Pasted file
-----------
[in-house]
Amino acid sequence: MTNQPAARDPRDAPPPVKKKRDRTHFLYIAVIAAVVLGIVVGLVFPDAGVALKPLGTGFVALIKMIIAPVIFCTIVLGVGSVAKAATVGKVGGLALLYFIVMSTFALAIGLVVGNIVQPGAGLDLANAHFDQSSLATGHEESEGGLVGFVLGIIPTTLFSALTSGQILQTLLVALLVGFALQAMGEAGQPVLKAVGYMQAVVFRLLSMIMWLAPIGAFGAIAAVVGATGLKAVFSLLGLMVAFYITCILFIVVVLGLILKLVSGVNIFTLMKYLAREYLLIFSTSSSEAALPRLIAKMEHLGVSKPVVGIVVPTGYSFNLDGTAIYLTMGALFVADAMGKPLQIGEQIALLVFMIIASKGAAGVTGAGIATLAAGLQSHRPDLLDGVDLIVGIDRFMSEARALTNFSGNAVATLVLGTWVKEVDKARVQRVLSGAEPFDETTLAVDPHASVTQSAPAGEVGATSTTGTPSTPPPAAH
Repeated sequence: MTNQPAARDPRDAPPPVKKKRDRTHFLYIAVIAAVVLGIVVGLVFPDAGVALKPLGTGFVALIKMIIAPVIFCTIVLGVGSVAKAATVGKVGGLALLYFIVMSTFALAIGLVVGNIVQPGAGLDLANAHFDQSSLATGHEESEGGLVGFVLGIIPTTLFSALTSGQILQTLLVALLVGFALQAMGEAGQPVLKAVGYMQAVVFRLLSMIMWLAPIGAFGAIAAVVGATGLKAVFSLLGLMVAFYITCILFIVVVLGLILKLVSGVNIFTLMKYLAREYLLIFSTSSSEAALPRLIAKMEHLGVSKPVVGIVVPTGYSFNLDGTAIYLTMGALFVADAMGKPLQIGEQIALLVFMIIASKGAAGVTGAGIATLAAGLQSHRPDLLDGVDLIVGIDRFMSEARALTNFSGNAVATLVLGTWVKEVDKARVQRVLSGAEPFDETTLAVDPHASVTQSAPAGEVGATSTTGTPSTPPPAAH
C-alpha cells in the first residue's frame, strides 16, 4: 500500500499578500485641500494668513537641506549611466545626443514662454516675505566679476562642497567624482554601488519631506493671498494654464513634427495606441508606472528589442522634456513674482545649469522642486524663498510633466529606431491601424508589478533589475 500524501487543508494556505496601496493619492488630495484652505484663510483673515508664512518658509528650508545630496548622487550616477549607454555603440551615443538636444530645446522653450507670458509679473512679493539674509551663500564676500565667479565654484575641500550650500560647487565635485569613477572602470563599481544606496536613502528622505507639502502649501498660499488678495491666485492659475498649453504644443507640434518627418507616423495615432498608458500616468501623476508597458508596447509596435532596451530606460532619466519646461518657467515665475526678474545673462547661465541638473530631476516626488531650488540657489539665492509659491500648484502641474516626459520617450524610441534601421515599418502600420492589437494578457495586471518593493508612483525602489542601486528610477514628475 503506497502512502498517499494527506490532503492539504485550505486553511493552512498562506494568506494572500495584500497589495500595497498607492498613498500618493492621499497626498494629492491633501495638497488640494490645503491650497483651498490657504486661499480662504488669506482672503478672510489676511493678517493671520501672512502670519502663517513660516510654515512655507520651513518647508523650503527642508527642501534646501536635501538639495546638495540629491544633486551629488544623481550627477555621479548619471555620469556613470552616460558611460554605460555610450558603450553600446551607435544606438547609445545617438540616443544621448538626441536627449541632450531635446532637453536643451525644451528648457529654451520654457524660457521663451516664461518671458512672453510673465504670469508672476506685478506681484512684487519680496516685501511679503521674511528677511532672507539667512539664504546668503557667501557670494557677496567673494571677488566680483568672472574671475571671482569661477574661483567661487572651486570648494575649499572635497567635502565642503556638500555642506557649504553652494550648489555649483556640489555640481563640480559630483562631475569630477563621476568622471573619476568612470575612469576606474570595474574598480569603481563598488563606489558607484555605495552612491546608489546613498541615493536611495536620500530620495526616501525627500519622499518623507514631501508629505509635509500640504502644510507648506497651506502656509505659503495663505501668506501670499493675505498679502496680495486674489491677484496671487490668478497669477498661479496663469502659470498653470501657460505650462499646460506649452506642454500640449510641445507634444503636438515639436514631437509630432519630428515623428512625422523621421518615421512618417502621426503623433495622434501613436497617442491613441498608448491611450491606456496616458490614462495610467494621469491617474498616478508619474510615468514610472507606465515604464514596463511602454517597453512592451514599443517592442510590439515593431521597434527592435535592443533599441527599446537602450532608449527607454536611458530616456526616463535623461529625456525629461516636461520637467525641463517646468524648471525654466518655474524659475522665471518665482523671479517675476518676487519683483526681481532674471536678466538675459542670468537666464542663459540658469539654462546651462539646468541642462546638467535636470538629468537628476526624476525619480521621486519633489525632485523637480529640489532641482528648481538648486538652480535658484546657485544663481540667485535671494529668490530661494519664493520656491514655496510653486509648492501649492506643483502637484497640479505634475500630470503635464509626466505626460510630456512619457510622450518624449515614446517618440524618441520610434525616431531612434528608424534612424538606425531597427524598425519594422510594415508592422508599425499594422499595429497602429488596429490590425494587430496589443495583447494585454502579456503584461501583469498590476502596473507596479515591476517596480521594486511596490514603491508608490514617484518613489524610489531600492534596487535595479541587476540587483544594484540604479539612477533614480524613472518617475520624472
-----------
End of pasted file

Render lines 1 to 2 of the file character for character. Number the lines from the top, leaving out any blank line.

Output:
[in-house]
Amino acid sequence: MTNQPAARDPRDAPPPVKKKRDRTHFLYIAVIAAVVLGIVVGLVFPDAGVALKPLGTGFVALIKMIIAPVIFCTIVLGVGSVAKAATVGKVGGLALLYFIVMSTFALAIGLVVGNIVQPGAGLDLANAHFDQSSLATGHEESEGGLVGFVLGIIPTTLFSALTSGQILQTLLVALLVGFALQAMGEAGQPVLKAVGYMQAVVFRLLSMIMWLAPIGAFGAIAAVVGATGLKAVFSLLGLMVAFYITCILFIVVVLGLILKLVSGVNIFTLMKYLAREYLLIFSTSSSEAALPRLIAKMEHLGVSKPVVGIVVPTGYSFNLDGTAIYLTMGALFVADAMGKPLQIGEQIALLVFMIIASKGAAGVTGAGIATLAAGLQSHRPDLLDGVDLIVGIDRFMSEARALTNFSGNAVATLVLGTWVKEVDKARVQRVLSGAEPFDETTLAVDPHASVTQSAPAGEVGATSTTGTPSTPPPAAH